Talking of which. Around about 9 miles when I was having the chat with myself about whether I wanted to be conscious or not, I thought that losing a little pain would be losing a little consciousness and decided to take the paracetamol which were for "just in case". From training I realised they took pretty much an hour to kick in, so if I was going to take them it might as well be soon.

It was kind of a concern when to have my 2 gels as well. There didn't seem to be much sense in waiting until I had run out of energy so I had one at 7 miles and the one with caffeine at 11 miles. After that I would have to rely on running to get me through.

Something happened round about 15 miles. I had been flagging and I assumed I was on the usual trajectory to a slow, painful, disappointing marathon. I didn't fight it as I've learned if you're going to fight it better be late on. Otherwise you just exhaust yourself for nothing. But round about 15 - thinking about it - I think people were starting to cramp up and walk. And I was still fine really. Bored but fine. Just the same. And I was still mostly doing sub-9 miles. In an unusual burst of enthusiasm, Peter had said the day before that he had decided that the fact there were 3 laps of Stirling to finish was a good thing. "I think it'll be good" he said, "you'll have all the country stuff out the way, and you'll be tired, but then you'll have the crowds for a boost!" Aliens must have actually taken him over because anyone who knows him knows he doesn't relish the crowds, in fact he usually calls them names.

It was as good a thing to think as anything, however, so I adopted that thought. 

And there was some truth in it. God knows how the crowds in the centre managed to keep that level of enthusiasm for such a long time but there were about three clumps of people who seemed to adopt me on the way round the course and so every time I went past I would get a "Go on Mary! Fantastic! Well done!". It was getting later and I was starting to realise that my sub 4 hour marathon was a possibility. At 20 miles I was under 3 hours and I thought that meant that as long as I kept the pace above 10 minute miles I could finish in under 4 hours. I did the sums several times as I didn't trust myself at all.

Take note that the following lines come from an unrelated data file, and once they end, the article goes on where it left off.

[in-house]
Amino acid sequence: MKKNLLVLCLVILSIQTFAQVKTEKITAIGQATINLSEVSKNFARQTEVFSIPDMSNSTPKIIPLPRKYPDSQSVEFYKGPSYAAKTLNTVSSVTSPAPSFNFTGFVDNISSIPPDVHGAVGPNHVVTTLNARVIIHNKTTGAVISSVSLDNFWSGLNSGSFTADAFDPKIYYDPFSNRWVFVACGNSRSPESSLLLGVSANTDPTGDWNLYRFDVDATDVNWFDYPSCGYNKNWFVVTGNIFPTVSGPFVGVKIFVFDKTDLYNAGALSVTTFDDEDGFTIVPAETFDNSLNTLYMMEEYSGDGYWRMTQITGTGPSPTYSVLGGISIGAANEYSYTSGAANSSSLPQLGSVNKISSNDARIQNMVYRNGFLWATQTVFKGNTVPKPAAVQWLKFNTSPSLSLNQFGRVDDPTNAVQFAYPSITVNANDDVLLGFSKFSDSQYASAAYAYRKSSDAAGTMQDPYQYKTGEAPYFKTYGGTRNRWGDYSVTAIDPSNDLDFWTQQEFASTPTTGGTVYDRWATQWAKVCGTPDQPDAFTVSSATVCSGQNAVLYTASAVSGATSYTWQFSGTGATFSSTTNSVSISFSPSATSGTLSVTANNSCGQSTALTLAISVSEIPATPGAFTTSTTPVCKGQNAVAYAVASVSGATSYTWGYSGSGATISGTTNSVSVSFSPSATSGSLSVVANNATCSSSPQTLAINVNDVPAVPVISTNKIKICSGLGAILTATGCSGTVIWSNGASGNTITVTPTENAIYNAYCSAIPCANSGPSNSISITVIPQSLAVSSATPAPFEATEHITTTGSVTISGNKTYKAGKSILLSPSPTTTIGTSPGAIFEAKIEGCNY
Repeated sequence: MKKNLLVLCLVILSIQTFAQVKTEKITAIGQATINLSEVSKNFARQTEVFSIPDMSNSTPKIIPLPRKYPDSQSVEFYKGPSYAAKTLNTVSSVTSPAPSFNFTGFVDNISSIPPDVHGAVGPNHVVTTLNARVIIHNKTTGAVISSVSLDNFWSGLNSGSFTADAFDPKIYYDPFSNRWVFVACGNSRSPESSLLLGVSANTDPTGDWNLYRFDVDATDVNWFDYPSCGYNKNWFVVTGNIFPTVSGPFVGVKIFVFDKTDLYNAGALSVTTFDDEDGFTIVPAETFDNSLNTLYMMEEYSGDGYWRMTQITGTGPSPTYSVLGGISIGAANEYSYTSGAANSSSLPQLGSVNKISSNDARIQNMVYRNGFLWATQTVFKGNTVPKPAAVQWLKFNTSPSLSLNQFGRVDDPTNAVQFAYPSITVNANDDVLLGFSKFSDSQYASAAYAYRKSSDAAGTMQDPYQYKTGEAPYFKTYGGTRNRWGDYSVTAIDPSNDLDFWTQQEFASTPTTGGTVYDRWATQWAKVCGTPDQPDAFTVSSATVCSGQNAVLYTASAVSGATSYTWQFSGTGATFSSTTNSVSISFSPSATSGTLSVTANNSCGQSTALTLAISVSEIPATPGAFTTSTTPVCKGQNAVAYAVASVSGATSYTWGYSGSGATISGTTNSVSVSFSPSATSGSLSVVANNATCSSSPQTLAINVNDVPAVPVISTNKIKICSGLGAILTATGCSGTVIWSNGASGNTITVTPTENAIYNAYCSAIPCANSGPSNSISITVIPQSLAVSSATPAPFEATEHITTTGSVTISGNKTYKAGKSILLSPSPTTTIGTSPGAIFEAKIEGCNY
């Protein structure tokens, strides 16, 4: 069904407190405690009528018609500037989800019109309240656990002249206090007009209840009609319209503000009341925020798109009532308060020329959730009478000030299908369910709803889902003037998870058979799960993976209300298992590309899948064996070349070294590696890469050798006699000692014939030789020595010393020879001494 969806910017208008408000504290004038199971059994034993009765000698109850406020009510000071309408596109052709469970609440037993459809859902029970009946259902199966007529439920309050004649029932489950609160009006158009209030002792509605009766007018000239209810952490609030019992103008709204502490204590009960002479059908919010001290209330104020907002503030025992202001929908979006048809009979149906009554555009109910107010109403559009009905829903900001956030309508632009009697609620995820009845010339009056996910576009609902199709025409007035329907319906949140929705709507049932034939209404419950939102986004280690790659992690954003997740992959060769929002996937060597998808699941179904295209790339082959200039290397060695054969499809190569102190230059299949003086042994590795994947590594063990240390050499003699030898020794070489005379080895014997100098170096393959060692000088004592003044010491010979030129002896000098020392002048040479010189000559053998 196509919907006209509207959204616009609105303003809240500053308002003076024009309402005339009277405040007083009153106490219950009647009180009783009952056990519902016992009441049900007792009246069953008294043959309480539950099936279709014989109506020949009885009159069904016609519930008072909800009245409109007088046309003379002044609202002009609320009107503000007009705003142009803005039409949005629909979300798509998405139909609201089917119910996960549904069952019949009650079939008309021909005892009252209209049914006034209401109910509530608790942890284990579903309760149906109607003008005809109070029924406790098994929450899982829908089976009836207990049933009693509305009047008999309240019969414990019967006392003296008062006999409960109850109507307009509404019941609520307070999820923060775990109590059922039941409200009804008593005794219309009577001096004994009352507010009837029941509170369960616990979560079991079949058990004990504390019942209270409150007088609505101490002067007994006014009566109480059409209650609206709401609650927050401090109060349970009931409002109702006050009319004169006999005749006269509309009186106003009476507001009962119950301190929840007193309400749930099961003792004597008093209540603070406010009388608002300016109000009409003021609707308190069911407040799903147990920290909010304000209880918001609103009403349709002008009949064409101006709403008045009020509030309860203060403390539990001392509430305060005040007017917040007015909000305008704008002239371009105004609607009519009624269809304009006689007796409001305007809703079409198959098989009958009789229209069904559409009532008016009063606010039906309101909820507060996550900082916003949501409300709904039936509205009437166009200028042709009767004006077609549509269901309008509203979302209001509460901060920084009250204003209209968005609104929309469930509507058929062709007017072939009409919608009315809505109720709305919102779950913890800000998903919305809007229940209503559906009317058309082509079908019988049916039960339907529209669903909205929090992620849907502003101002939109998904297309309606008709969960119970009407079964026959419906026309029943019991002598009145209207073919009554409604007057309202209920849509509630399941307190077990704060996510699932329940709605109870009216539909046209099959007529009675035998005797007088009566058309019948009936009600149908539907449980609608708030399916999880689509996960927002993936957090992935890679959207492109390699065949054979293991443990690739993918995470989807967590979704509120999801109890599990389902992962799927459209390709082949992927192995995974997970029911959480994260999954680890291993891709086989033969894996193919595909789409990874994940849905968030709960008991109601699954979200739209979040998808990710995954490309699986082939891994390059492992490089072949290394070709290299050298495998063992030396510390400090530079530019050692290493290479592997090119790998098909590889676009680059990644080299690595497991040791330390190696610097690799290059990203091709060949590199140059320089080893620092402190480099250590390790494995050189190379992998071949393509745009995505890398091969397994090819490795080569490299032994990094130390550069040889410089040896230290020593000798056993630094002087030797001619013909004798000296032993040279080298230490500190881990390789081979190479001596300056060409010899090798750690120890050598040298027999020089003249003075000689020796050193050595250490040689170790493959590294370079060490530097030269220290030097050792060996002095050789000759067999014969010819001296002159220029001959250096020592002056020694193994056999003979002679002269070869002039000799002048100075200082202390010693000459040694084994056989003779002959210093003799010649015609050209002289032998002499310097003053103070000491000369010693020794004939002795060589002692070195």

I wasn't running anywhere near 10 minute miles, however, most of them were still sub-9. I'd slowed down but only a little bit. As success seemed likelier and likelier I got more and more paranoid that something would happen to stop me from getting there. The laps were getting busier and people were tiring so sometimes the person in front of you would just suddenly start walking and it would take a quick side-step not to run into the back of them. Just profoundly unwelcome at that point. On the third and final lap of Stirling the route was getting even more crowded as more and more runners joined in. At times it was clogged completely, right across. I'll admit to a rather unsporting bellow of EXCUSE ME, at a narrow bit, as five or six people running in slow motion blocked the way entirely. I squeezed through.

Then finally I neared the finish. For 2 laps we'd turned right at this point and then if you were finishing you got to turn left. It was such a joy to do it. Still I was paranoid about people walking across the route with baby strollers, and taking me out right at the end.

But they didn't. 3.55.08. Just way better than I could have hoped for. Strava says I ran an average pace of 8.52, but that was for 26.4 miles.
Looking back at my splits I ran the first half in a bit over 1.55 so I ran the 2nd half in a little under the 2 hours making it one of the most even-paced marathons ever. I think at Lochaber I once ran 1.44 for the half and 3.32 for the full marathon, but I lost my Garmin Training Centre data for 11 years of running when I updated from Windows XP to Windows 10 on my laptop, so tragically the world will never really know for sure. We'll have to rely on my increasingly unreliable memory.

I was so pleased, I bought the over-priced official race photographs.

If you are still with me, well done. It was a long journey wasn't it?




Oocha.

Pleased to see Peter again, long since over the line and waiting on me coming in.


Dr Jones. Who arrived early and missed the queues.



More bus action with Gus.



Hurray.

Monday, 8 May 2017

Glen Lyon Trail Race, and some more failure.

 I shouldn't be doing this, as I have a lot to do...and yet I find that I am, so I'll try to be quick about it.
We had the Glen Lyon Trail Race planned for the weekend, and to prevent a long drive up from Edinburgh early in the morning on Sunday, I'd booked somewhere to stay in Killin on the Saturday night.